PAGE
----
The Buccaneers may have found a long-term starter at tight end on the third day of last year's draft, taking Washington's Cade Otton with the first pick of the fourth round. As the offense adjusted to the absence of the retired Rob Gronkowski, Otton quickly emerged as the tight end getting the most snaps, largely because he offered value as both a pass-catcher and a blocker. He finished the season with 42 receptions for 391 yards and two touchdowns, leading all rookie tight ends in catches.
The tight end position is one at which young players usually needed a few seasons before they are producing at a high level. Otton's 42 catches, for instance, are the second most by a rookie tight end in franchise history. It was undoubtedly a promising start for Otton, who the Bucs hope can continue to develop into a true two-way 'Y' tight end. In addition, sixth-round tight end Ko Kieft proved to be every bit the punishing blocker the Bucs projected him to be, and his role in the offense could grow as well.
However, even after drafting Otton and Kieft a year ago and feeling good about both outcomes, the Buccaneers could still dip back into the tight end well in this year's draft. That's largely because this year's crop of tight ends appears to be particularly deep and talented. In his pre-draft press conference on Thursday, General Manager Jason Licht called it the deepest tight end class in at least a decade.
"Cade could've had 100 catches last year and we'd still be looking at tight ends," said Licht. "We love the role that Ko has, and we love the role that Cade has, [but] it's always good to have more weapons."
Veteran tight end Kyle Rudolph, who played sparingly for the Bucs in 2022, has not been re-signed. Other than Otton and Kieft, the only tight ends on the Bucs' 2023 offseason roster are Dominique Dafney and David Wells, who have a combined four NFL receptions. Tight end may not be the Bucs' most pressing need in the 2023 draft, but the list of prospects is enticing enough that they could address the position for the second year in a row.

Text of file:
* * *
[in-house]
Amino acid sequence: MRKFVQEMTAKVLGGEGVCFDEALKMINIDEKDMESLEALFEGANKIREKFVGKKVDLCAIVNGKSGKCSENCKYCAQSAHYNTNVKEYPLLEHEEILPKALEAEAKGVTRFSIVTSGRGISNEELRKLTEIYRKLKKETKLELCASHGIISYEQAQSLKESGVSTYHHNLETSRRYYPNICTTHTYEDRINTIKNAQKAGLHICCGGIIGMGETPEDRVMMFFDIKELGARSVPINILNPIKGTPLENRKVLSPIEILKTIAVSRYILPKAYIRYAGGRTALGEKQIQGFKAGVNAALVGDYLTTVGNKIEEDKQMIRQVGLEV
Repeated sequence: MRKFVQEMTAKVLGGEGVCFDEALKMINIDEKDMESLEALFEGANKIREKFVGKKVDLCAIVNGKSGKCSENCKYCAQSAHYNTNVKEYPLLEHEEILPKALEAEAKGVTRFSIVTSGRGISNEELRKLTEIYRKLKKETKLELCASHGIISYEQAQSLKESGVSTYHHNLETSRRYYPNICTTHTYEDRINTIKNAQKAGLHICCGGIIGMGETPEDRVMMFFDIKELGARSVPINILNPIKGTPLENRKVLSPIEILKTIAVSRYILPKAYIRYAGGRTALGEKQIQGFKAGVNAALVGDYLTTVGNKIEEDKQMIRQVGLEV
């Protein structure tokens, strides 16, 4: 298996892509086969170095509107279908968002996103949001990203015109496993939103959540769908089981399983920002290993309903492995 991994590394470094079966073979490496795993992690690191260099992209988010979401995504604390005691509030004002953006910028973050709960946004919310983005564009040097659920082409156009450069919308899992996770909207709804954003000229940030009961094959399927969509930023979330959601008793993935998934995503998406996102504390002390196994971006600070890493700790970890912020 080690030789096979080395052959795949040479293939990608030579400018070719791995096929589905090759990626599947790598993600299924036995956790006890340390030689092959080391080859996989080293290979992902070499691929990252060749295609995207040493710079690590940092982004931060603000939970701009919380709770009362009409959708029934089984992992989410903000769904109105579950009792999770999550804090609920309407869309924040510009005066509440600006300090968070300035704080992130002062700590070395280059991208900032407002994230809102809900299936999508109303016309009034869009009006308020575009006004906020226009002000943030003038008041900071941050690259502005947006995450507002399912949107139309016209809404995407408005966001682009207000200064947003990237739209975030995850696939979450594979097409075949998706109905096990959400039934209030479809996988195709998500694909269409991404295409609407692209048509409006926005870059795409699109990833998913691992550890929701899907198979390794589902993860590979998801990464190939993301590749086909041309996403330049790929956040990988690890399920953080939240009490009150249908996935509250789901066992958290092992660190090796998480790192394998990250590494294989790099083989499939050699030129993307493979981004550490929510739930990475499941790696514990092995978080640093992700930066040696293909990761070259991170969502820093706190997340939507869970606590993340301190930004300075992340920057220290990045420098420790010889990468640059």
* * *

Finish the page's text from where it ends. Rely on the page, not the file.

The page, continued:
CLICK HERE for more from Jason Licht about the upcoming draft.
April 6 Updates
Twenty-five safeties received votes in last year's Associated Press All-Pro voting. Two of them will be playing together in the Buccaneers' secondary in 2023.
Former Seahawks standout Ryan Neal signed with the Bucs on Thursday and spoke excitedly about the opportunity to play in Tampa Bay's defense. He's particularly looking forward to joining forces with Antione Winfield Jr., with whom he shared some All-Pro attention at the end of last season.
"Oh yeah he's got game, I love his game," said Neal of his new teammate. "In the post he's a dog, anywhere you put him he's a dog. But I just love the way he hits, he's physical, he goes after the ball, [and] he can do everything you ask him to do. So, I'm excited to pair up with him, I can't wait to reach out to him and say what's up and build this chemistry up. I'm looking forward to it and trying to get this thing rolling so, I'm excited to play with him."
Neal also had high praise for Tampa Bay Head Coach Todd Bowles, whose work he admired from up close when the Bucs and Seahawks met in Germany last fall.
"One thing about him is he's a mastermind," said Neal. "He never ran the same thing so it was kind of hard trying to figure out what was going on. It was like, who's doing what? You don't know who's doing what, who's going where. I think it'll be really cool for me. I've done a lot of different things in [the Seattle] defense for the past four years, been in multiple positions. It'll be cool to see how [versatile] I can be. I'm looking forward to the challenge, man. I'm always looking to see if I can affect the game anywhere – that's always been a goal of mine. I'm excited to play for Coach [Bowles] – it'll definitely be exciting."
CLICK HERE for more on Neal's arrival in Tampa.